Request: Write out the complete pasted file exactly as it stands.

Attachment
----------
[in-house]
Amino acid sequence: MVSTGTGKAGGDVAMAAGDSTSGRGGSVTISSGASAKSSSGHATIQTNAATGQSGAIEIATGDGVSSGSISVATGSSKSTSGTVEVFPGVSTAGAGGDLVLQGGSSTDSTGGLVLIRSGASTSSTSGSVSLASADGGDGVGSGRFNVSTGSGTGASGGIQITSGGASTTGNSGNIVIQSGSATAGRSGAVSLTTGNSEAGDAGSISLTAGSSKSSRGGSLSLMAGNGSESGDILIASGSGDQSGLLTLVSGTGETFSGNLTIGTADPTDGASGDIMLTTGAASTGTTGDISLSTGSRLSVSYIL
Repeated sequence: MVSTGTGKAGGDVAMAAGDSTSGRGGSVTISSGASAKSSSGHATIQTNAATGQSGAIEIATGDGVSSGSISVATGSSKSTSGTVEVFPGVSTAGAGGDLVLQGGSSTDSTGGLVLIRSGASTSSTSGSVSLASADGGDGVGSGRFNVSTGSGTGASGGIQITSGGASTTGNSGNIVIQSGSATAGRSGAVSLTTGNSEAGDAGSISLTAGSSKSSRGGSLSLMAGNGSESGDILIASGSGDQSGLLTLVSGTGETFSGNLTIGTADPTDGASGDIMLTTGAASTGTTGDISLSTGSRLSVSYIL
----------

[in-house]
Amino acid sequence: MVSTGTGKAGGDVAMAAGDSTSGRGGSVTISSGASAKSSSGHATIQTNAATGQSGAIEIATGDGVSSGSISVATGSSKSTSGTVEVFPGVSTAGAGGDLVLQGGSSTDSTGGLVLIRSGASTSSTSGSVSLASADGGDGVGSGRFNVSTGSGTGASGGIQITSGGASTTGNSGNIVIQSGSATAGRSGAVSLTTGNSEAGDAGSISLTAGSSKSSRGGSLSLMAGNGSESGDILIASGSGDQSGLLTLVSGTGETFSGNLTIGTADPTDGASGDIMLTTGAASTGTTGDISLSTGSRLSVSYIL
Repeated sequence: MVSTGTGKAGGDVAMAAGDSTSGRGGSVTISSGASAKSSSGHATIQTNAATGQSGAIEIATGDGVSSGSISVATGSSKSTSGTVEVFPGVSTAGAGGDLVLQGGSSTDSTGGLVLIRSGASTSSTSGSVSLASADGGDGVGSGRFNVSTGSGTGASGGIQITSGGASTTGNSGNIVIQSGSATAGRSGAVSLTTGNSEAGDAGSISLTAGSSKSSRGGSLSLMAGNGSESGDILIASGSGDQSGLLTLVSGTGETFSGNLTIGTADPTDGASGDIMLTTGAASTGTTGDISLSTGSRLSVSYIL